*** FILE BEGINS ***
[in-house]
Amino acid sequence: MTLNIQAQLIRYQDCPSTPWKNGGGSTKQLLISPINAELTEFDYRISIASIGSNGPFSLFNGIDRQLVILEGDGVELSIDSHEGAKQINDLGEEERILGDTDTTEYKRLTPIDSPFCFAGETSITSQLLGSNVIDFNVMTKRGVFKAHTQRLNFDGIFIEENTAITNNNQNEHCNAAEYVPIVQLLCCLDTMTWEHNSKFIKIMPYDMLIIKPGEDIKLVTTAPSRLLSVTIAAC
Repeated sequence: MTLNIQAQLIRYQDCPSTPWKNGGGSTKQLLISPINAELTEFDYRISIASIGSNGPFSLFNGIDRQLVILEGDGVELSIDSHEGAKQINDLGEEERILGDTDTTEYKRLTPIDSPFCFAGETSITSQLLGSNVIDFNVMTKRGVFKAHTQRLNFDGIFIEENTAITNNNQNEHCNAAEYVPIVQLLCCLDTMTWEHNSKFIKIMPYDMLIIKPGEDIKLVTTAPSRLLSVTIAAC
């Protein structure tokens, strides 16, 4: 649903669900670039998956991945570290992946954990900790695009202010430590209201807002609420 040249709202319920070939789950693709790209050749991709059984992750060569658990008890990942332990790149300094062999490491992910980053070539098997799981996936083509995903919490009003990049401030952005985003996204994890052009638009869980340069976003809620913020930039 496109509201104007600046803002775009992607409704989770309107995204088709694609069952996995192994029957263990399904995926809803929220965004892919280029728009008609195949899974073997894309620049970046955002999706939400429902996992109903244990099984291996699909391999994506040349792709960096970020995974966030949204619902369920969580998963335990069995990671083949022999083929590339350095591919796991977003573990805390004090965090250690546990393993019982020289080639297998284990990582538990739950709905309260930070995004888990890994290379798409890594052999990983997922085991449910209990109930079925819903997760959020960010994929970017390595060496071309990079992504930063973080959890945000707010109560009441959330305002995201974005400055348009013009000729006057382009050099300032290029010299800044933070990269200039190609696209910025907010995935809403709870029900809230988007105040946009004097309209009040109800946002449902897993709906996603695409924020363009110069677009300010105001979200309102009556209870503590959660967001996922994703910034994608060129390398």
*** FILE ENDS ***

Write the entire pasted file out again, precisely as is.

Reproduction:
[in-house]
Amino acid sequence: MTLNIQAQLIRYQDCPSTPWKNGGGSTKQLLISPINAELTEFDYRISIASIGSNGPFSLFNGIDRQLVILEGDGVELSIDSHEGAKQINDLGEEERILGDTDTTEYKRLTPIDSPFCFAGETSITSQLLGSNVIDFNVMTKRGVFKAHTQRLNFDGIFIEENTAITNNNQNEHCNAAEYVPIVQLLCCLDTMTWEHNSKFIKIMPYDMLIIKPGEDIKLVTTAPSRLLSVTIAAC
Repeated sequence: MTLNIQAQLIRYQDCPSTPWKNGGGSTKQLLISPINAELTEFDYRISIASIGSNGPFSLFNGIDRQLVILEGDGVELSIDSHEGAKQINDLGEEERILGDTDTTEYKRLTPIDSPFCFAGETSITSQLLGSNVIDFNVMTKRGVFKAHTQRLNFDGIFIEENTAITNNNQNEHCNAAEYVPIVQLLCCLDTMTWEHNSKFIKIMPYDMLIIKPGEDIKLVTTAPSRLLSVTIAAC
């Protein structure tokens, strides 16, 4: 649903669900670039998956991945570290992946954990900790695009202010430590209201807002609420 040249709202319920070939789950693709790209050749991709059984992750060569658990008890990942332990790149300094062999490491992910980053070539098997799981996936083509995903919490009003990049401030952005985003996204994890052009638009869980340069976003809620913020930039 496109509201104007600046803002775009992607409704989770309107995204088709694609069952996995192994029957263990399904995926809803929220965004892919280029728009008609195949899974073997894309620049970046955002999706939400429902996992109903244990099984291996699909391999994506040349792709960096970020995974966030949204619902369920969580998963335990069995990671083949022999083929590339350095591919796991977003573990805390004090965090250690546990393993019982020289080639297998284990990582538990739950709905309260930070995004888990890994290379798409890594052999990983997922085991449910209990109930079925819903997760959020960010994929970017390595060496071309990079992504930063973080959890945000707010109560009441959330305002995201974005400055348009013009000729006057382009050099300032290029010299800044933070990269200039190609696209910025907010995935809403709870029900809230988007105040946009004097309209009040109800946002449902897993709906996603695409924020363009110069677009300010105001979200309102009556209870503590959660967001996922994703910034994608060129390398």